Re: Why Tcl is a Bad Thing

Larry W. Virden (lwv26@chemabs.uucp)
Sat, 8 Oct 1994 03:48:58 GMT

In article <3741on$8ej@nntp.Stanford.EDU>,
Niels P. Mayer <mayer@leland.Stanford.EDU> wrote:
:Your statement "the market is not Lisp machine hackers" seems pretty
:off-the-wall. There are plenty of Lisps out there that make good extension
:languages. Given an environment that supports the facilities people need,
:even the most stalwart C-head will use Lisp. The large "after market" of

Well, that is certainly your opinion. But I know of no C-head who would
consider using Lisp . Many in fact hesitate about Tcl because it is too
Lisp-like in looks. Of course, these folk use vi or crisp rather than
Emacs because of elisp (and many other reasons).

The bottom line is that, in my opinion, I would have to agree with the
previous remark that "the market is not Lisp machine hackers". That is to
say, the majority of programmers using software today are folks dedicated
to programming Lisp machines.

:Like I said previously, I wouldn't be arguing against Tcl/Tk if it simply
:existed "out there" on the net without it's delusions of grandeur, without
:a need for "world domination". But with talk of standardizing safe-Tcl as
:an interapplication communication language and Sun's support for Tcl
:looming on the horizon, it's time to speak up.

Give me a break. While there are certainly languages out there which
stick their heads up in every newsgroup indicating that their solution is
the fastest, most unreadable solution, Tcl certainly does not fall into
that category. I have watched traffic in many groups for over 2 yrs.
The _closest_ thing that I have found is an ongoing almost amusing
'battle' between winterp and Tk for folks to be recommended to when they
want to do _real work_ on a machine where they don't have access to Motif -
places like Linux, the *BSD varients, SunOS, and other sites as well.
And of course, there are those who struggle with Xt and Motif for several
months first and then cry out for some relief fromthe burden.

:Yes, Tk is "free", but I don't really care because I get Motif "for free"
:with any workstation/OS I'd ever consider using for delivering product. And
:it is supported, product-quality code, not an ever-changing hack that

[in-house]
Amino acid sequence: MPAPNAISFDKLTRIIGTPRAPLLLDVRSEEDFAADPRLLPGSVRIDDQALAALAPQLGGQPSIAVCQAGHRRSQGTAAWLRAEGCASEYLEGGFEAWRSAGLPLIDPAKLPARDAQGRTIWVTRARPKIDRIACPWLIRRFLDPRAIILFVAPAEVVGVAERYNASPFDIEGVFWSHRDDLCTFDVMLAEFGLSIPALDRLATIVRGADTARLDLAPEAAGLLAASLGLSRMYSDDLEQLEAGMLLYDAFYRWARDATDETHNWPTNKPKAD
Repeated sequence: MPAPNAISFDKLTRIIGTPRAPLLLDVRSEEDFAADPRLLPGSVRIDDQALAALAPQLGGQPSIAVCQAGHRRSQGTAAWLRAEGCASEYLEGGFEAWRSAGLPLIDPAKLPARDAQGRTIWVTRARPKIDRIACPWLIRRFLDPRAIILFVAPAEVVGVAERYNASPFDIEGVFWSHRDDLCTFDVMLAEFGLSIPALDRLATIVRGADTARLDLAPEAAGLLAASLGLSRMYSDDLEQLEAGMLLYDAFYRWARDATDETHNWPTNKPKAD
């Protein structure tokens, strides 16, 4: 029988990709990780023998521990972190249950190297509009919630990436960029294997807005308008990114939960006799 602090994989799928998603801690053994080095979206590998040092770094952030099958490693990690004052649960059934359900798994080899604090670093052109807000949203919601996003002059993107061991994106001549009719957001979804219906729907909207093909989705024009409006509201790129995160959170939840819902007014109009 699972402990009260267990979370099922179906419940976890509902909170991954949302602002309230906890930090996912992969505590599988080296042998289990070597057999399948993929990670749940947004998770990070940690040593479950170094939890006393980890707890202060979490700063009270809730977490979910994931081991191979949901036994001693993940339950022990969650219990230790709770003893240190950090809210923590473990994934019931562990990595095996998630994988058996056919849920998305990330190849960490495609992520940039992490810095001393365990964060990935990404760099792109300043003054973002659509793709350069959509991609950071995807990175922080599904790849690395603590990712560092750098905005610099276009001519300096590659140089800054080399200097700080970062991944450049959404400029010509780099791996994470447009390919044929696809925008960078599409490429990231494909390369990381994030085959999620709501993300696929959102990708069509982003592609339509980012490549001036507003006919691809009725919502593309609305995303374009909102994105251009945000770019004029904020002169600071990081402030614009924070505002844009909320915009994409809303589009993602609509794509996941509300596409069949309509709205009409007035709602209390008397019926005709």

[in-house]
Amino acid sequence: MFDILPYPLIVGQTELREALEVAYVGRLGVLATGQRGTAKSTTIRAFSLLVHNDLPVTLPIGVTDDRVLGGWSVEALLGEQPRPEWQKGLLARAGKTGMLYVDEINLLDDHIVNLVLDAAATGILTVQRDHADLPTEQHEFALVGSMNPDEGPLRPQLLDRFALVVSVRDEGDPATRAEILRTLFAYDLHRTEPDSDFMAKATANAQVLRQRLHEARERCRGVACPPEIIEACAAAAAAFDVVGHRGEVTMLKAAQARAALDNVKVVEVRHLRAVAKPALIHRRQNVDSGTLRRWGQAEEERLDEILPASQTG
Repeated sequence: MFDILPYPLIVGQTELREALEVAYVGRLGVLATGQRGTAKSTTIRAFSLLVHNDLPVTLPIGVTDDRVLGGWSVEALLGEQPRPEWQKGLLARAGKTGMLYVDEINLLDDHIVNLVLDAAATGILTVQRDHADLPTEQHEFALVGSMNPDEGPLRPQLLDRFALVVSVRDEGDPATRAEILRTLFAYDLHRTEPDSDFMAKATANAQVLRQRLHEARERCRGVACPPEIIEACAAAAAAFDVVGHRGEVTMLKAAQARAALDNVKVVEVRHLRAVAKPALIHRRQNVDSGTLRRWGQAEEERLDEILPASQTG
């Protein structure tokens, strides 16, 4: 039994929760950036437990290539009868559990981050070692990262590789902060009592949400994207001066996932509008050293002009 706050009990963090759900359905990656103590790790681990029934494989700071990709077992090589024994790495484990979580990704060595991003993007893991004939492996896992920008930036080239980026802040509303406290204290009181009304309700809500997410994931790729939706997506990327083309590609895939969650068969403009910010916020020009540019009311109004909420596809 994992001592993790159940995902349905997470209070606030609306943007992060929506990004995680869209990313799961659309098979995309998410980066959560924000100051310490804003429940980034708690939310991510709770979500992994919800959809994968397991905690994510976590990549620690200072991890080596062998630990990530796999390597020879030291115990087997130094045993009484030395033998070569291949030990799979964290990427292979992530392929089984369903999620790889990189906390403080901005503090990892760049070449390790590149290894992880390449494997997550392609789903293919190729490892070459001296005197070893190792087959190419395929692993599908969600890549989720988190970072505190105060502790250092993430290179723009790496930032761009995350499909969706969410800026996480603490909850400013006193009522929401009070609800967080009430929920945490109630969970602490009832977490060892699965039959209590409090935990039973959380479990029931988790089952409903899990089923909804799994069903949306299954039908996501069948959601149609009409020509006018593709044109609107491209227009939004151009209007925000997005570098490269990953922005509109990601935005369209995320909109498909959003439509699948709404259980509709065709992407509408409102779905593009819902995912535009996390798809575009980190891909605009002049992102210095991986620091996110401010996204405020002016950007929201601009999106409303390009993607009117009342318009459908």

:claims it has Motif look-and-feel but really just has Motif look.

I certainly agree here though. Folks should NOT refer to Tk as a Motif
look alike. That to me degrades Tk's possibilities - but then, I have never
cared for the look or feel of Motif. But as to 'product-quality code' ...
hmm, I have had these ongoing motif problems with Frame, Caseware, Mosaic,
.... for quite some months/years now.

:As far as I can tell, the only place Tk is worth using is for users that
:feel the need to continue using SunOS 4.1.3 and "OpenWindows", since Sun
:did such a good job of making sure that Motif doesn't run on OpenWindows
:(they shipped the system with a major bug that just "happens" to make the X
:server croak when you use Motif, unless you get a patch that they released
:later). This seems like a pretty reasonable conspiracy given that Sun was

Maybe on your system that is the case. But I have been using OpenWindows
and Motif apps (FrameMaker, Caseware, Motif, and others) for some time
now and have never encountered said bug.

:sabotage Motif. I see Sun's announced support of Tcl/Tk as their
:last-ditch attempt at stabbing OSF in the back. If so, Tcl/Tk's popularity
:is a pyrrhic victory if I've ever seen one.

Actually, Sun announced Motif support long before hiring John. And I
have never seen a Sun announcement indicating they were going to support
Tk over Motif.

:s Great net resources sought...
:s Larry W. Virden                 INET:
:s <URL:>
The task of an educator should be to irrigate the desert not clear the forest.